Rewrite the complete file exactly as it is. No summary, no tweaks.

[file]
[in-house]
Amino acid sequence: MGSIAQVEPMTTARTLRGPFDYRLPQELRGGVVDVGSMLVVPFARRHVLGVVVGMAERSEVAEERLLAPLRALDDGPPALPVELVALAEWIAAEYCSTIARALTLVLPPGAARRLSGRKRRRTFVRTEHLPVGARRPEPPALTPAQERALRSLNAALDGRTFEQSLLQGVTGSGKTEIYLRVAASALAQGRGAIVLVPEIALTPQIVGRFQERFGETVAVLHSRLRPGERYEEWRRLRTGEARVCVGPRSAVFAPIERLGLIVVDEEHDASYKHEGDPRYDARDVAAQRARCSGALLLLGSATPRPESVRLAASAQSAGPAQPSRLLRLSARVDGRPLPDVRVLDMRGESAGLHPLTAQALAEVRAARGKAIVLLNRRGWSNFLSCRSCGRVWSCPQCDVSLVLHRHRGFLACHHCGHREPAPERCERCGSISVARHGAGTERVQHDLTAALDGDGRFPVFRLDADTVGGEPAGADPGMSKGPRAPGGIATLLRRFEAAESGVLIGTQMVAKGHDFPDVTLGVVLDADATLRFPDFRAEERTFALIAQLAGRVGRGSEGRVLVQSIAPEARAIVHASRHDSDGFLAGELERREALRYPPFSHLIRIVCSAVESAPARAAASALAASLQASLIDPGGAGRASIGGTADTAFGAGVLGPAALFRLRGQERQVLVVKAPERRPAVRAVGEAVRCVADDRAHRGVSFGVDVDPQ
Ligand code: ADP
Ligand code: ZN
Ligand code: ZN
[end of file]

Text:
[in-house]
Amino acid sequence: MGSIAQVEPMTTARTLRGPFDYRLPQELRGGVVDVGSMLVVPFARRHVLGVVVGMAERSEVAEERLLAPLRALDDGPPALPVELVALAEWIAAEYCSTIARALTLVLPPGAARRLSGRKRRRTFVRTEHLPVGARRPEPPALTPAQERALRSLNAALDGRTFEQSLLQGVTGSGKTEIYLRVAASALAQGRGAIVLVPEIALTPQIVGRFQERFGETVAVLHSRLRPGERYEEWRRLRTGEARVCVGPRSAVFAPIERLGLIVVDEEHDASYKHEGDPRYDARDVAAQRARCSGALLLLGSATPRPESVRLAASAQSAGPAQPSRLLRLSARVDGRPLPDVRVLDMRGESAGLHPLTAQALAEVRAARGKAIVLLNRRGWSNFLSCRSCGRVWSCPQCDVSLVLHRHRGFLACHHCGHREPAPERCERCGSISVARHGAGTERVQHDLTAALDGDGRFPVFRLDADTVGGEPAGADPGMSKGPRAPGGIATLLRRFEAAESGVLIGTQMVAKGHDFPDVTLGVVLDADATLRFPDFRAEERTFALIAQLAGRVGRGSEGRVLVQSIAPEARAIVHASRHDSDGFLAGELERREALRYPPFSHLIRIVCSAVESAPARAAASALAASLQASLIDPGGAGRASIGGTADTAFGAGVLGPAALFRLRGQERQVLVVKAPERRPAVRAVGEAVRCVADDRAHRGVSFGVDVDPQ
Ligand code: ADP
Ligand code: ZN
Ligand code: ZN